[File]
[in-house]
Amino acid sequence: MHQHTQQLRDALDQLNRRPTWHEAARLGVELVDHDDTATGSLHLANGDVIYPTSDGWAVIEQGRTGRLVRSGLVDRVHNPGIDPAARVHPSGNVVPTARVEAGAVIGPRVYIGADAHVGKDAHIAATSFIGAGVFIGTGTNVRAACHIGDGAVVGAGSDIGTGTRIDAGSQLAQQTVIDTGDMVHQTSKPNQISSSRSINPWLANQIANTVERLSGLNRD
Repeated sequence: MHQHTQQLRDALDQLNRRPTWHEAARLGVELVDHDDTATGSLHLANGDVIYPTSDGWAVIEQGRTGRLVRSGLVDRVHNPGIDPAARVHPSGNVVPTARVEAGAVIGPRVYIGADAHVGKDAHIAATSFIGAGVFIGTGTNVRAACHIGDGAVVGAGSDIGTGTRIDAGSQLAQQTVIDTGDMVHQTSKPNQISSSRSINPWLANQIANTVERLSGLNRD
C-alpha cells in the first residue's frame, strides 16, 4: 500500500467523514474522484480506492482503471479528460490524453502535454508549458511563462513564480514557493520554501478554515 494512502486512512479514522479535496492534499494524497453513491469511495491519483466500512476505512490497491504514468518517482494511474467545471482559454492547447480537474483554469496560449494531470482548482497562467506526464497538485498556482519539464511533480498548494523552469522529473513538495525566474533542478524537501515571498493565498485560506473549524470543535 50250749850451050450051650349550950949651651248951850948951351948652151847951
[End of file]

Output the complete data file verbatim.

[in-house]
Amino acid sequence: MHQHTQQLRDALDQLNRRPTWHEAARLGVELVDHDDTATGSLHLANGDVIYPTSDGWAVIEQGRTGRLVRSGLVDRVHNPGIDPAARVHPSGNVVPTARVEAGAVIGPRVYIGADAHVGKDAHIAATSFIGAGVFIGTGTNVRAACHIGDGAVVGAGSDIGTGTRIDAGSQLAQQTVIDTGDMVHQTSKPNQISSSRSINPWLANQIANTVERLSGLNRD
Repeated sequence: MHQHTQQLRDALDQLNRRPTWHEAARLGVELVDHDDTATGSLHLANGDVIYPTSDGWAVIEQGRTGRLVRSGLVDRVHNPGIDPAARVHPSGNVVPTARVEAGAVIGPRVYIGADAHVGKDAHIAATSFIGAGVFIGTGTNVRAACHIGDGAVVGAGSDIGTGTRIDAGSQLAQQTVIDTGDMVHQTSKPNQISSSRSINPWLANQIANTVERLSGLNRD
C-alpha cells in the first residue's frame, strides 16, 4: 500500500467523514474522484480506492482503471479528460490524453502535454508549458511563462513564480514557493520554501478554515 494512502486512512479514522479535496492534499494524497453513491469511495491519483466500512476505512490497491504514468518517482494511474467545471482559454492547447480537474483554469496560449494531470482548482497562467506526464497538485498556482519539464511533480498548494523552469522529473513538495525566474533542478524537501515571498493565498485560506473549524470543535 50250749850451050450051650349550950949651651248951850948951351948652151847951